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Africa’s gas sector presents an enormous opportunity for developed nations to diversify their energy suppliers in the face of European instability, while still meeting their environmental responsibilities

AOW 2Gas is significantly less carbon intensive than coal. (Image Source: Adobe Stock)

That was the view of Roger Brown, CEO and executive director at Nigerian energy company, Seplat Energy Plc, speaking at Africa Oil Week (AOW), running in Cape Town, South Africa, from October 3-7

Investment in Africa’s energy industry would help developed nations, improve their energy security at little cost to the environment while complying with all their ESG requirements, he said. 

Brown said that investing in Africa’s gas assets would help western nations increase energy security and reduce their dependence on states willing to politicise energy supply. It would also accelerate development goals in Africa through increased trade and investment, and guide Africa’s energy transition by encouraging lower-carbon energy and ESG compliance. 

Brown said that gas is significantly less carbon intensive than coal, producing only 202 kg of CO2 per MWh, compared to 354 kg/MWh for coal. He quoted a statement by the Mo Ibrahim Foundation that says, “If the whole of sub-Saharan Africa (minus South Africa) were to triple its electricity consumption using entirely gas, it would only add 0.6% to global carbon emissions.” Seplat Energy is a leading provider of gas for power in Nigeria.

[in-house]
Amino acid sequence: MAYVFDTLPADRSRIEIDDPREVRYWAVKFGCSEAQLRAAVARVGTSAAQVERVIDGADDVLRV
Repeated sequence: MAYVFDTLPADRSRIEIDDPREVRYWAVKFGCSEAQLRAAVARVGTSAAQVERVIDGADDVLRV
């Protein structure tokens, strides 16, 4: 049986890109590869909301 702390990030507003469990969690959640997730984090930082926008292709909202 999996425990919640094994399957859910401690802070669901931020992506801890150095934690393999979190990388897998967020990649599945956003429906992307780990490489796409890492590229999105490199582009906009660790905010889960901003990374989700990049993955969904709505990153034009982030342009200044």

Brown’s statements come against the backdrop of the ongoing war in Ukraine and the recent damage to the Nordstream gas pipeline between Russia and Europe. “We must become independent from Russian oil, coal and gas,” European Commission president Ursula von der Leyen said earlier this year. “We need to act now to mitigate the impact of rising energy prices, diversify our gas supply for next winter and accelerate clean energy transition." 

Brown said that, from a Nigerian perspective, improved energy partnerships between the country and the West would boost the economy and drive development, while providing industrialised nations with more affordable and reliable energy. 

“It’s a win-win for everybody,” he said. “Using gas is also far less damaging than going back to coal, as some European nations are doing.” Austria and Germany both recently announced plans to reopen coal-fired power stations in response to energy insecurity. 

“By embracing African gas, developed nations can reduce the impacts of the upheaval in Europe by diversifying their suppliers and sources, while still mitigating the existential threat from climate change,” said Brown.